DE3630429A1 (en) * 1986-09-06 1988-03-10 Metallgesellschaft Ag Wall element for security constructions
DE3630429C2 (en) * 1986-09-06 1994-07-21 Metallgesellschaft Ag Wall element for security structures
DE3633349A1 (en) * 1986-10-01 1988-04-14 Jung Akustik Gmbh Shot-penetration resistant (bulletproof) wall element for protection of industrial plants, production machines and such apparatuses
US4987034A (en) * 1987-12-28 1991-01-22 Usui Kokusai Sangyo Kabushiki Kaisha High-efficiency metal-made carrier body for exhaust gas cleaning catalyst
WO1989008140A1 (en) * 1988-03-01 1989-09-08 General Dynamics Land Systems, Inc. Case-hardened plate armor
WO1989008233A1 (en) * 1988-03-01 1989-09-08 General Dynamics Land Systems, Inc. Perforated plate armor
US4857119A (en) * 1988-03-01 1989-08-15 General Dynamics Lands Systems, Inc. Case-Hardened plate armor and method of making
US5014593A (en) * 1988-03-01 1991-05-14 General Dynamics Land Systems, Inc. Perforated plate armor
US4835033A (en) * 1988-03-01 1989-05-30 General Dynamics Land Systems, Inc. Armor plate having triangular holes
US5463929A (en) * 1994-07-20 1995-11-07 Mejia; Santiago Armoring material mounting assembly
US5654518A (en) * 1995-12-06 1997-08-05 Rockwell International Corporation Double truss structural armor component
DE19734950A1 (en) * 1997-08-13 1999-02-25 Gerd Dr Ing Kellner Mine protection device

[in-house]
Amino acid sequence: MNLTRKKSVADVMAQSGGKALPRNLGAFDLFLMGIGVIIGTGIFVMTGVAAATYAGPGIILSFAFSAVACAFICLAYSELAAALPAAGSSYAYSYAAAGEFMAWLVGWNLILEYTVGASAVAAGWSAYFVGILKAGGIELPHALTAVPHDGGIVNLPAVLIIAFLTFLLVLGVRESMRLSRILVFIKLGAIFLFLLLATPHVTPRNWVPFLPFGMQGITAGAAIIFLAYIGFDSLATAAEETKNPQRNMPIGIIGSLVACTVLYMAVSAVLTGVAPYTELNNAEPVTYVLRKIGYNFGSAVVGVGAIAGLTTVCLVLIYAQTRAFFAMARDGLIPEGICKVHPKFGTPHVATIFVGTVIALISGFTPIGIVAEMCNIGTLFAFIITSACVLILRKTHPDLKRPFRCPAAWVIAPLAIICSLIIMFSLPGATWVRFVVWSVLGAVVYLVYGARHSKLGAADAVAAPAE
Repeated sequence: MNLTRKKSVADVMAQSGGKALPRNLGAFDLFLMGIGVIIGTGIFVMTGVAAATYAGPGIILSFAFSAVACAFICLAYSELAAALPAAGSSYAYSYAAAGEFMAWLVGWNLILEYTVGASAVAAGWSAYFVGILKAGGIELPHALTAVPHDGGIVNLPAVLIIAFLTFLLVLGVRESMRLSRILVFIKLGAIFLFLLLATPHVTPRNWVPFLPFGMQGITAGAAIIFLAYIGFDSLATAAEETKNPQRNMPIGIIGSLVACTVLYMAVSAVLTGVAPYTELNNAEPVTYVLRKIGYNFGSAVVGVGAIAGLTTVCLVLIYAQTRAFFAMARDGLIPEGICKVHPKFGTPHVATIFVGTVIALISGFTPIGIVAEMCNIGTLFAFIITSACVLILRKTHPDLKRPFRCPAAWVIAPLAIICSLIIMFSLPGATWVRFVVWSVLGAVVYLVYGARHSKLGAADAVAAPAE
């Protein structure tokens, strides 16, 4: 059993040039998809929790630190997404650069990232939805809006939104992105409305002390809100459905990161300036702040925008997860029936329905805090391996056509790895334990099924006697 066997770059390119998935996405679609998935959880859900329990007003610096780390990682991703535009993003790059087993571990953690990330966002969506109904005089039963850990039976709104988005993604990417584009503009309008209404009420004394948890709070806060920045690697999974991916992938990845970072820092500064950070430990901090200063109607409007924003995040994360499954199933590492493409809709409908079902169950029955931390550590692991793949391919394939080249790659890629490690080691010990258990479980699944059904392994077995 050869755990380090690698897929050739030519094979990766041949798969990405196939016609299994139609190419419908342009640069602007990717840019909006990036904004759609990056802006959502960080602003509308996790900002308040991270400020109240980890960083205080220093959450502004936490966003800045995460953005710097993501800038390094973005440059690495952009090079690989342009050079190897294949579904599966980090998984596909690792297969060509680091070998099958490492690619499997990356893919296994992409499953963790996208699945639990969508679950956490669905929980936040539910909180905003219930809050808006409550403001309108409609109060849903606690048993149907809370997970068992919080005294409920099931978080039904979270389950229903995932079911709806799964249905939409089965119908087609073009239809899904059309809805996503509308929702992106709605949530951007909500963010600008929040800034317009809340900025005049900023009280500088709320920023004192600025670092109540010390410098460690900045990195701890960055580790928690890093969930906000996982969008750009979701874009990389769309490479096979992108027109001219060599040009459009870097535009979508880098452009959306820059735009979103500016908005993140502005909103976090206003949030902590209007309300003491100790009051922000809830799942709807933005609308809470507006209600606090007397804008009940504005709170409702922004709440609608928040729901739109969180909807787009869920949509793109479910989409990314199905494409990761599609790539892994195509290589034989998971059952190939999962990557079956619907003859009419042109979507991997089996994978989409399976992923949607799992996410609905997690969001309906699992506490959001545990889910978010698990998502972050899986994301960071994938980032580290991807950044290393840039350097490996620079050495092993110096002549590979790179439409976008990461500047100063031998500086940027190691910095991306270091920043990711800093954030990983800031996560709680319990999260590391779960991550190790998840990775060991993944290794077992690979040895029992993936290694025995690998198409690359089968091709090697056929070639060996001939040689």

DE19734950C2 (en) * 1997-08-13 1999-05-27 Gerd Dr Ing Kellner Mine protection device
EP0897097A3 (en) * 1997-08-13 2000-09-06 Gerd Kellner Sandwich plate for protection from explosive mines
US6627296B1 (en) * 1999-03-03 2003-09-30 The United States Of America As Represented By The Secretary Of The Air Force Elastically collapsible radome structure
US20040216595A1 (en) * 2003-03-17 2004-11-04 Dickson Lawrence J. Formed metal armor assembly
US7343843B2 (en) 2003-07-31 2008-03-18 Blast Gard International Explosive effect mitigated containers and enclosing devices
US20050188825A1 (en) * 2003-07-31 2005-09-01 Blast Gard International Explosive effect mitigated containers
US8316752B2 (en) 2003-07-31 2012-11-27 Blastgard Technologies, Inc. Acoustic shock wave attenuating assembly
US20070006723A1 (en) * 2003-07-31 2007-01-11 Waddell John L Jr Acoustic shock wave attenuating assembly
US7520223B2 (en) 2003-07-31 2009-04-21 Blastgard Technologies, Inc. Explosive effect mitigated containers
US20050242093A1 (en) * 2003-07-31 2005-11-03 Blast Gard International Explosive effect mitigated containers and enclosing devices
US20070148486A1 (en) * 2004-01-19 2007-06-28 Jasko Musaefendic High impact strength, elastic, composite, fibre, metal laminate
US8956711B2 (en) * 2004-01-19 2015-02-17 Jasko Musaefendic High impact strength, elastic, composite, fibre, metal laminate
EP1769126A2 (en) * 2004-07-08 2007-04-04 Blashield, Inc. Ballistic abatement barrier method and system
EP1769126A4 (en) * 2004-07-08 2009-04-22 Blashield Inc Ballistic abatement barrier method and system
US20070094983A1 (en) * 2005-10-04 2007-05-03 Federal Mogul World Wide, Inc. Sheet metal joint
US7614201B2 (en) * 2005-10-04 2009-11-10 Federal-Mogul World Wide, Inc. Sheet metal joint
US8281475B2 (en) 2009-10-05 2012-10-09 Federal-Mogul World Wide, Inc. Sheet metal joint
US9335129B1 (en) * 2013-05-20 2016-05-10 Armorworks Enterprises LLC Armor composite with expansible energy absorbing layer
US9408423B2 (en) 2014-09-25 2016-08-09 David A. Guerra Impact reducing sport equipment